European market sources have expressed differing views on the future trajectory of coil prices following the EU’s safeguard measure extension and residual quota revision proposal.

Some Dutch and German sources say the integrated mill groups have left the market, and will come back this coming week with potentially increased offer prices. “There is a bit of a stir among buyers because of that,” a Dutch manager tells Kallanish.

Meanwhile, one mill source is actually more prudent, saying his company is still making offers, and is reluctant to make hike announcements too soon. “We will have to wait for the [EU member] vote [on the safeguard extension] this week before we make a decision,” he says. He also expressed some doubt if a big hike would make sense before the summer break.

Come September, however, his company will prepare for a “major increase”, which many buyers expect to come sooner or later. Although a big trigger for demand is not in sight, he says the reduction of interest rates in Europe would help to revive the construction industry, for example.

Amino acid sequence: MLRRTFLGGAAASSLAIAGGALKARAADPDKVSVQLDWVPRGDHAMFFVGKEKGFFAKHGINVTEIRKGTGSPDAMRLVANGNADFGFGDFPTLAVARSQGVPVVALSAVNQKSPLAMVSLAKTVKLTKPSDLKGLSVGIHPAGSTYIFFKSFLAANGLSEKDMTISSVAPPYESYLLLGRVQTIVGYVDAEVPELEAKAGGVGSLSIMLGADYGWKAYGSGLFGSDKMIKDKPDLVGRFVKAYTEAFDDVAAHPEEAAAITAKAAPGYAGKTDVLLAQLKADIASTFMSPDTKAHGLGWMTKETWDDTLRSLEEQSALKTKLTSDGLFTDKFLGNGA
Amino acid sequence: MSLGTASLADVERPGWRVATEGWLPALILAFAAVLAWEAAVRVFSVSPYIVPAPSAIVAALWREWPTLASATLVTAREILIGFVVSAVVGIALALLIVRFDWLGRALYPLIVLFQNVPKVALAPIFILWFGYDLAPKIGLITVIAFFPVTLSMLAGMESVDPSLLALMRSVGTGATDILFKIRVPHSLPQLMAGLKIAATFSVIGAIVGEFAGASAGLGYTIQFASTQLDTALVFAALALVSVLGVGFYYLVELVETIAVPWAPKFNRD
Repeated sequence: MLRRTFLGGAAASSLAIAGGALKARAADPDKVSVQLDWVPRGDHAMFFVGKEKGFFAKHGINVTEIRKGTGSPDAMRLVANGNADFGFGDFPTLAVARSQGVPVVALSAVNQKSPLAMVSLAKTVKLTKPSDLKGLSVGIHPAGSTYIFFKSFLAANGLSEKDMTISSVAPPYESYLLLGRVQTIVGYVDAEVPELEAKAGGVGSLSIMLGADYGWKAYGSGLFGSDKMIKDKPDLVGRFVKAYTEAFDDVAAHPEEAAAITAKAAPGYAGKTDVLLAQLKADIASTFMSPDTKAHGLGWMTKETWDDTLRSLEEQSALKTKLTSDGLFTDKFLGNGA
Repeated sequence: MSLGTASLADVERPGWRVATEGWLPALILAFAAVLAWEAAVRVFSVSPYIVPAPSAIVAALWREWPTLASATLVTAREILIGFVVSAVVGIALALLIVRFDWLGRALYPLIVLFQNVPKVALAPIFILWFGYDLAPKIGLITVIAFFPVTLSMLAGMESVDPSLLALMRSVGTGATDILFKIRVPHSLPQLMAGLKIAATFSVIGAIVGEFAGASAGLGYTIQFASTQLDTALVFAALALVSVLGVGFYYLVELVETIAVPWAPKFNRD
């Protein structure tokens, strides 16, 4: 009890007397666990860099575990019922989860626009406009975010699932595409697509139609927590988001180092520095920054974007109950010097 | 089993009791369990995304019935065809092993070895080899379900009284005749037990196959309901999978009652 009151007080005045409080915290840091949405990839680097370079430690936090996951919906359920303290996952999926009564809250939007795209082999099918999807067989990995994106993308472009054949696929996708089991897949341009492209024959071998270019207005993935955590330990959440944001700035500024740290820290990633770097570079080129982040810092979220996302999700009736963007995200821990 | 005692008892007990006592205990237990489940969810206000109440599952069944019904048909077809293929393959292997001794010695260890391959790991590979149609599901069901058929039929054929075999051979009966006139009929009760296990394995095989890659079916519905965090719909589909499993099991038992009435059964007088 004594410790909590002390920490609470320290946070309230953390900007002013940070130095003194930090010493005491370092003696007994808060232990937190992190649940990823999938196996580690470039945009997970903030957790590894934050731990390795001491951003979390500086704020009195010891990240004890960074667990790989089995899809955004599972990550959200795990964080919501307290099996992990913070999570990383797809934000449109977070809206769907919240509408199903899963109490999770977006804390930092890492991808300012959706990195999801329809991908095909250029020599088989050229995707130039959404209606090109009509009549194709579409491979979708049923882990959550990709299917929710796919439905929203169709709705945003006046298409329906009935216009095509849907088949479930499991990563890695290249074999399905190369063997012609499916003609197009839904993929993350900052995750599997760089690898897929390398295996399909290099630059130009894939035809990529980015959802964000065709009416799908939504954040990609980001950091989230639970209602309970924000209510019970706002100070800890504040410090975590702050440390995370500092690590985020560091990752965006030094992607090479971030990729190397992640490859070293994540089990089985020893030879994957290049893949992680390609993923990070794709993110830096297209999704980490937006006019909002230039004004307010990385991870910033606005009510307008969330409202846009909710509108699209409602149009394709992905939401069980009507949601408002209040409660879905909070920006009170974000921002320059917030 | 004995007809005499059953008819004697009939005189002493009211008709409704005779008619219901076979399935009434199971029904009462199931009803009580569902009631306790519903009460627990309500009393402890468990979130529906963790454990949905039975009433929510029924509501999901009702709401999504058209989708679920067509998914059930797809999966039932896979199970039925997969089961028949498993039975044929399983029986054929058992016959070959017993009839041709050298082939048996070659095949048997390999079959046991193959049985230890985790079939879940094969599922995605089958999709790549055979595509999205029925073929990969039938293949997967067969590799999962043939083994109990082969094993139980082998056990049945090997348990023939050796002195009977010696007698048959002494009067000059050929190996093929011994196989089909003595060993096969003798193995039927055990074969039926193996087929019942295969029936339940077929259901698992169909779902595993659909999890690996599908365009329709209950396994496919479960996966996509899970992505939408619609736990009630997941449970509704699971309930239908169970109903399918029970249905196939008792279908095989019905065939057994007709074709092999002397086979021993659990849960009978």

The increase is yet to be given a solid figure, but the Dutch manager says he has heard of “at least” €50/tonne ($54). Over the past three months, prices have moved only slightly back and forth, between €610 and €640 ex-works for hot rolled coil. The lowest figure of €605/t was heard from the Netherlands, while most German sources cited €620-640.

Despite reports of particularly weak prices for cold rolled coil, Dutch and German sources say the price premium over HRC has been in the normal €80/t range, with galv fetching €100-120/t on top of HRC.

One German distributor’s manager says she has observed the premium for galv becoming narrower downstream, when the product is cut and slit. According to her, this is a sign that service centres are trying to snatch business by selling at intake prices.

One German trader is even more explicit about this behaviour at distributor level, and that it covers all strip products. “It’s mainly the distributors that need to step on the brake to turn the trend, really. Sales prices here sometimes were lower than the intake price [for HRC] of €630/620,” he notes. Without giving names, he says he observed this among big distribution players.